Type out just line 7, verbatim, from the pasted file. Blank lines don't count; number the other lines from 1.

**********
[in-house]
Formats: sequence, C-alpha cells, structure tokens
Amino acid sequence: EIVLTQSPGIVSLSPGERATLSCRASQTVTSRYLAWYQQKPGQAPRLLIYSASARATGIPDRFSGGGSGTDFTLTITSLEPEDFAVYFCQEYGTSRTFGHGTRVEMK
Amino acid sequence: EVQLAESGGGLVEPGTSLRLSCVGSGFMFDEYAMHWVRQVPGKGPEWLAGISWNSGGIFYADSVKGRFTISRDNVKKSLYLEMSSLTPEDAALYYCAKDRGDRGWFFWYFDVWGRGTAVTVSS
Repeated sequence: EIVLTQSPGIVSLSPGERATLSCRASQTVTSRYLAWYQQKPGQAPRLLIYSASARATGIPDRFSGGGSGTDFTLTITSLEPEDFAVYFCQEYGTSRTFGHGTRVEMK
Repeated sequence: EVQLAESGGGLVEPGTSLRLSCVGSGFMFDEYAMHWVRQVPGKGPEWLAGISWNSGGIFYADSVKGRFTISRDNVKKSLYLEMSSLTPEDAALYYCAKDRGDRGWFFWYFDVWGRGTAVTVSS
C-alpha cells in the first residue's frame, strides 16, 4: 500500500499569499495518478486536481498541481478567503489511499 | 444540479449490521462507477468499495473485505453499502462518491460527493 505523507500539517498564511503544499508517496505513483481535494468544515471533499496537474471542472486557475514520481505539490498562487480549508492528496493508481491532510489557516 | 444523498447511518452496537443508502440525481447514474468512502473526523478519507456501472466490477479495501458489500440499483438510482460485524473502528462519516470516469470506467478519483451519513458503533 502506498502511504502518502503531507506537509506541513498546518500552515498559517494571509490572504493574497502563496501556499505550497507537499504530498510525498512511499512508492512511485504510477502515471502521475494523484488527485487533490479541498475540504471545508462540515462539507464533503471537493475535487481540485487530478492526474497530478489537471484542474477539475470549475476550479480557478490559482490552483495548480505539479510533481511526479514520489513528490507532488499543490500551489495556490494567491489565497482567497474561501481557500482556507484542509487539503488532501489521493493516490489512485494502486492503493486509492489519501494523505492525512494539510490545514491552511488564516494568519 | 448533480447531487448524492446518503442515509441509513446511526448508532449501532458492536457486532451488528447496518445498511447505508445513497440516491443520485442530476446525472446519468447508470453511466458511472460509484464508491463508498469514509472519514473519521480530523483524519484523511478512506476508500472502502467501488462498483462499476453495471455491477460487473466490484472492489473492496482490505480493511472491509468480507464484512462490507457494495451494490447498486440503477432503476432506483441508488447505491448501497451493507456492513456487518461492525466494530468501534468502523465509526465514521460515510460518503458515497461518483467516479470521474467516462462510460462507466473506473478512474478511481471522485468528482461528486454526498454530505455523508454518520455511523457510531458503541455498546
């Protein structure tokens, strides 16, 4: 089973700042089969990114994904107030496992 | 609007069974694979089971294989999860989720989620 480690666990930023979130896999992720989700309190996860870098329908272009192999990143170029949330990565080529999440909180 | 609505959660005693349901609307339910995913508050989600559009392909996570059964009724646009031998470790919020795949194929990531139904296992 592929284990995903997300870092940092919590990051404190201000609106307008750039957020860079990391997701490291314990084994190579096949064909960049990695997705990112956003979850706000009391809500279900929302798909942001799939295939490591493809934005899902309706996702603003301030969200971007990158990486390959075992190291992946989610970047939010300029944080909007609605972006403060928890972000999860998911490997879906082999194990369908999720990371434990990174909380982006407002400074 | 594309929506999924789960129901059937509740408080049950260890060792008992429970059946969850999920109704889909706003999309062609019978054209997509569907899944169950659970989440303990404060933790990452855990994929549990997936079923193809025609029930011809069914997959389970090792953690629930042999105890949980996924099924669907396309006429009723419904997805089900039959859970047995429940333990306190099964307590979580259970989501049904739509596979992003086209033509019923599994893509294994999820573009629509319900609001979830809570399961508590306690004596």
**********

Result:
C-alpha cells in the first residue's frame, strides 16, 4: 500500500499569499495518478486536481498541481478567503489511499 | 444540479449490521462507477468499495473485505453499502462518491460527493 505523507500539517498564511503544499508517496505513483481535494468544515471533499496537474471542472486557475514520481505539490498562487480549508492528496493508481491532510489557516 | 444523498447511518452496537443508502440525481447514474468512502473526523478519507456501472466490477479495501458489500440499483438510482460485524473502528462519516470516469470506467478519483451519513458503533 502506498502511504502518502503531507506537509506541513498546518500552515498559517494571509490572504493574497502563496501556499505550497507537499504530498510525498512511499512508492512511485504510477502515471502521475494523484488527485487533490479541498475540504471545508462540515462539507464533503471537493475535487481540485487530478492526474497530478489537471484542474477539475470549475476550479480557478490559482490552483495548480505539479510533481511526479514520489513528490507532488499543490500551489495556490494567491489565497482567497474561501481557500482556507484542509487539503488532501489521493493516490489512485494502486492503493486509492489519501494523505492525512494539510490545514491552511488564516494568519 | 448533480447531487448524492446518503442515509441509513446511526448508532449501532458492536457486532451488528447496518445498511447505508445513497440516491443520485442530476446525472446519468447508470453511466458511472460509484464508491463508498469514509472519514473519521480530523483524519484523511478512506476508500472502502467501488462498483462499476453495471455491477460487473466490484472492489473492496482490505480493511472491509468480507464484512462490507457494495451494490447498486440503477432503476432506483441508488447505491448501497451493507456492513456487518461492525466494530468501534468502523465509526465514521460515510460518503458515497461518483467516479470521474467516462462510460462507466473506473478512474478511481471522485468528482461528486454526498454530505455523508454518520455511523457510531458503541455498546